Given the acrid bitterness that has divided these groups for so long and the horrendous death toll that arose from the war, it is remarkable that they have managed to find common ground and goodwill. Largely, this has been a home-grown solution although they have been able to lean on assistance from some of their neighbors. There has also been a little international assistance, mainly from Europe.
One of the most difficult areas of negotiation is related to the military. The national government had a military service, but so did a myriad of rebel groups. In the end, the parties were able to agree on how to amalgamate all those fighters and their weapons and how to manage a new combined military unit. However, three high-ranking soldiers of the former Rwandan-backed rebel movement, including General Laurent Nkunda, boycotted the swearing-in ceremonies for the new army. These three are supposed to hold high ranks in the new military but it is suspected they may not have shown up because there are accusations they were responsible for a 2002 massacre in the Kisangani region. They were directed to attend the swearing-in and arrest warrants have been issued for failure to follow military orders. This may be the first crucial test of the new military: will military personnel execute the warrant and take orders from the amalgamated military in Kinshasa or from the militia units to which they belonged during the civil war.
Meanwhile, there continues to be squabbling over the name of the new military services. Many appear to favour Forces Armées Congolaises (Congolese Armed Forces) but this is the name previously used by President Laurent Kabila and does not sit well with some of the former rebels. They say that Forces Armées de la Republique Democratique du Congo (Armed Forces of the Democratic Republic of Congo) is the name given in the constitution and it should be used unless some more satisfactory and mutually agreement name can be found.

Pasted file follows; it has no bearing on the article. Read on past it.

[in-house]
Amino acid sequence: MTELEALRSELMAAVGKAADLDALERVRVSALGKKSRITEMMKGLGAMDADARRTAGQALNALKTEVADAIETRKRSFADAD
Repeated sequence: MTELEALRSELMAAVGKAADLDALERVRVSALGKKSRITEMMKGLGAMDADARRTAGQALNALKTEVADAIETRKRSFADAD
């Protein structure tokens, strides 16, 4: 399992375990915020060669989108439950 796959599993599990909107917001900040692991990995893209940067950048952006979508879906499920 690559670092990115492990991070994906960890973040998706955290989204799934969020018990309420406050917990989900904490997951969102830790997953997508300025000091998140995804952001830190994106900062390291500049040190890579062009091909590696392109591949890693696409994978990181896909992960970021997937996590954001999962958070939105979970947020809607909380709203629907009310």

On a more positive note, reconciliation negotiations have started between the militia units in the Kivu provinces. They have been the scene of bloody fighting both during the war and in ethnic clashes since the war but the parties now appear to agree that it is time to put the past behind them.
Finally, and in a negative light, it is unfortunate that one of DRC's neighbors has decided to act in a very un-neighborly fashion. Although they have yet to provide any reasons for their action, the government of the Central African Republic (CAR) has banned sales of medical supplies to DRC. An Italian charity has stepped in to fill the breech but there is no indication when, or if, CAR will soften its stand. Their decision placed a significant burden on DRC hospitals, particularly those closest to the DRC-CAR border where there is no easy access to outside services.
YellowTimes.org correspondent Paul Harris drafted this report.